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The Next Big Risk to the Bull Market



Figure of a Bull with Quote and Charts | The Next Big Risk to the Bull Market | Featured

The stock market has managed to stay largely unharmed by the economic effects of the pandemic. Will this continue through 2020? One major risk factor looms in 2020, and it has nothing to do with the pandemic.

The Market Keeps Chugging

June was a fairly uneventful month for the US stock market, ending up 1% higher. It has been the third straight month of stock market gains after getting routed in March. Why has the market been so resilient in such gloomy times?

Perhaps at no other time in the history of the stock market has it been so disconnected from the larger economy. The unemployment rate is over 10%. Businesses have closed across the country. Several US airlines have warned that they need to cut thousands of flight attendant jobs. The reason the stock market doesn’t care about this has to do with two things: interest rates and optimism.

Interest Rates and Optimism

When it comes to stocks, today is important, but the market gets its value largely from expectations about the future. In the past, economic downturns have immediately made for a gloomy future outlook. This time, since the downturn is due to the coronavirus pandemic, investors seem to assume that once that’s resolved, the economy will return to business as usual. Not only will people snap back into action, but they’ll have a lot of pent-up demand after staying home for so long.

This is called a V-shaped recovery, which happens when the economy dips and shoots right back up. Whether that will happen is debatable, but many analysts are hopeful that it will.

The second reason, just as important as the first, is that the government is doing everything it can to keep the economy afloat. It’s injected trillions into the economy already, from boosting unemployment to lending money to businesses to sending Americans direct checks. The biggest impact on Wall Street, however, has come from low interest rates. The government has set interest rates so low that borrowing money is nearly free to commercial banks. These banks also aren’t getting any return on their savings. These two factors make the stock market a much more attractive place to put their money.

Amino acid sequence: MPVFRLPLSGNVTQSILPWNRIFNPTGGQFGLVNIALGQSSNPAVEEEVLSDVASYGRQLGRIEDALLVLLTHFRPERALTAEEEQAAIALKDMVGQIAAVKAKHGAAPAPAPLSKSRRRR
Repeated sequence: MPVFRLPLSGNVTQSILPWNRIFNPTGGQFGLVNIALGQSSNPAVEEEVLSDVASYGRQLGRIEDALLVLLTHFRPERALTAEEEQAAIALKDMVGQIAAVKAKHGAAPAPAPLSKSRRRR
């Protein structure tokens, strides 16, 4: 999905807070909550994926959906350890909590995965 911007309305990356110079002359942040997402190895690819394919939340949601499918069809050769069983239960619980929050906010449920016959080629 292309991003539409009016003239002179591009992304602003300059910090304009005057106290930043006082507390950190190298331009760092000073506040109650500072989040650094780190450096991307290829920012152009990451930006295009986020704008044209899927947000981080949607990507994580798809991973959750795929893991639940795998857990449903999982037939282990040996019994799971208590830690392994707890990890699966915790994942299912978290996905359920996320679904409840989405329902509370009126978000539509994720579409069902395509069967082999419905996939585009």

While optimism and government intervention have managed to keep the market afloat so far, one major event could still derail it before the year ends.

Biggest Risk to the Bull Market: Joe Biden

One of the greatest risks to a resilient stock market is the election of Joe Biden. Analysts are sounding the alarm on what has, until recently, received little attention.

Christopher Harvey, head of Equity Strategy at Wells Fargo, said that if Biden wins, Wall Street could feel the pain immediately.
“Biden is moving up in the polls,” he told CNBC. “What does that mean for taxes? Can they [the Democrats] win? Not just in the White House, but can they win the Senate, as well?”

Harvey’s suspicions are warranted. Biden recently told donors that, if elected, one of his first objectives would be to reverse Donald Trump’s tax cuts. Business-friendly regulation would likely be next on the docket.

Though Harvey was cautious about future performance, he still foresees the market moving further up in 2020, perhaps hinting that he expects a win for President Trump. While poll numbers have not been in the president’s favor lately, much can change between now and November. If the Democrats take control of Congress and the White House, however, a big dip in the markets is a near-certainty.

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